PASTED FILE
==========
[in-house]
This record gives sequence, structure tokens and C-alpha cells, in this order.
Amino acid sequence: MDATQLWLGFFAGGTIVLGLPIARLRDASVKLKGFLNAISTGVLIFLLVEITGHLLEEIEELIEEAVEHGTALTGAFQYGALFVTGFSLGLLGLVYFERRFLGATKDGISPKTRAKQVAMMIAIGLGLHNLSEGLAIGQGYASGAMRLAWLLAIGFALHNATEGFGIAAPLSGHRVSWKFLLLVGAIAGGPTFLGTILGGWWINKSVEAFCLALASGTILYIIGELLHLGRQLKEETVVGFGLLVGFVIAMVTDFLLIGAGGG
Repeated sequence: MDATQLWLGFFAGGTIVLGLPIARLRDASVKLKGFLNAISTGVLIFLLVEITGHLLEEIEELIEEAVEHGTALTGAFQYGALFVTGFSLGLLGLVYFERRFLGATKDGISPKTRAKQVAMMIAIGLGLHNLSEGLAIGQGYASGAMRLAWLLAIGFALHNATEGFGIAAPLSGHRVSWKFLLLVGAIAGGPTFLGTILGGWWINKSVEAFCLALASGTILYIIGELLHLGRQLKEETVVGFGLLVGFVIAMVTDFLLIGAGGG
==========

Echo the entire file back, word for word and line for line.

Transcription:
[in-house]
This record gives sequence, structure tokens and C-alpha cells, in this order.
Amino acid sequence: MDATQLWLGFFAGGTIVLGLPIARLRDASVKLKGFLNAISTGVLIFLLVEITGHLLEEIEELIEEAVEHGTALTGAFQYGALFVTGFSLGLLGLVYFERRFLGATKDGISPKTRAKQVAMMIAIGLGLHNLSEGLAIGQGYASGAMRLAWLLAIGFALHNATEGFGIAAPLSGHRVSWKFLLLVGAIAGGPTFLGTILGGWWINKSVEAFCLALASGTILYIIGELLHLGRQLKEETVVGFGLLVGFVIAMVTDFLLIGAGGG
Repeated sequence: MDATQLWLGFFAGGTIVLGLPIARLRDASVKLKGFLNAISTGVLIFLLVEITGHLLEEIEELIEEAVEHGTALTGAFQYGALFVTGFSLGLLGLVYFERRFLGATKDGISPKTRAKQVAMMIAIGLGLHNLSEGLAIGQGYASGAMRLAWLLAIGFALHNATEGFGIAAPLSGHRVSWKFLLLVGAIAGGPTFLGTILGGWWINKSVEAFCLALASGTILYIIGELLHLGRQLKEETVVGFGLLVGFVIAMVTDFLLIGAGGG